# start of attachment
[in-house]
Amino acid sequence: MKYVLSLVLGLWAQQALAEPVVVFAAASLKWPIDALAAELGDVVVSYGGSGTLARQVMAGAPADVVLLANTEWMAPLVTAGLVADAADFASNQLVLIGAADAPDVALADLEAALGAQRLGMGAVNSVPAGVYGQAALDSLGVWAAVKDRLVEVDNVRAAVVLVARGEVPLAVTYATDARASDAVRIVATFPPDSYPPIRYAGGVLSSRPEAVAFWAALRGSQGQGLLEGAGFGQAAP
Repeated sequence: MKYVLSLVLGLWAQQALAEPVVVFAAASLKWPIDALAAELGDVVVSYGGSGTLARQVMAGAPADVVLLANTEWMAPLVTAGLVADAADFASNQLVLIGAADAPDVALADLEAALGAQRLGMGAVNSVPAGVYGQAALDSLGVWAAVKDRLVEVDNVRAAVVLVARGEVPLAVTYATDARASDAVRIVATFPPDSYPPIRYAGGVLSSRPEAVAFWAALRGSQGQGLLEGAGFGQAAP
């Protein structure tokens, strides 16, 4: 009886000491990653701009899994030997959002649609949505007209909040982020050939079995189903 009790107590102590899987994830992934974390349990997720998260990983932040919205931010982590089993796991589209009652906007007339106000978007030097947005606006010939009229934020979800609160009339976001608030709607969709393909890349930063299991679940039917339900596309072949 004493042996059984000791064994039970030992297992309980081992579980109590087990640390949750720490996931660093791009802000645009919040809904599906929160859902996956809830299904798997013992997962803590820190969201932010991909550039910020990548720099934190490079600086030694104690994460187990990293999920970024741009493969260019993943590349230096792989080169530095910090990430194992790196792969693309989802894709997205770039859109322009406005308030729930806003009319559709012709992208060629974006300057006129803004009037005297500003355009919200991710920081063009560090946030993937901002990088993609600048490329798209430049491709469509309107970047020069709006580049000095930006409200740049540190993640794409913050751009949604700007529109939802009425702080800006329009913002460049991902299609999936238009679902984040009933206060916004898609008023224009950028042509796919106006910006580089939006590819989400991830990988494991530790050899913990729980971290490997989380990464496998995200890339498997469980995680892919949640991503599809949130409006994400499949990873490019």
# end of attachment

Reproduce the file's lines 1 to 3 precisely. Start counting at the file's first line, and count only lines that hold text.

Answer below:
[in-house]
Amino acid sequence: MKYVLSLVLGLWAQQALAEPVVVFAAASLKWPIDALAAELGDVVVSYGGSGTLARQVMAGAPADVVLLANTEWMAPLVTAGLVADAADFASNQLVLIGAADAPDVALADLEAALGAQRLGMGAVNSVPAGVYGQAALDSLGVWAAVKDRLVEVDNVRAAVVLVARGEVPLAVTYATDARASDAVRIVATFPPDSYPPIRYAGGVLSSRPEAVAFWAALRGSQGQGLLEGAGFGQAAP
Repeated sequence: MKYVLSLVLGLWAQQALAEPVVVFAAASLKWPIDALAAELGDVVVSYGGSGTLARQVMAGAPADVVLLANTEWMAPLVTAGLVADAADFASNQLVLIGAADAPDVALADLEAALGAQRLGMGAVNSVPAGVYGQAALDSLGVWAAVKDRLVEVDNVRAAVVLVARGEVPLAVTYATDARASDAVRIVATFPPDSYPPIRYAGGVLSSRPEAVAFWAALRGSQGQGLLEGAGFGQAAP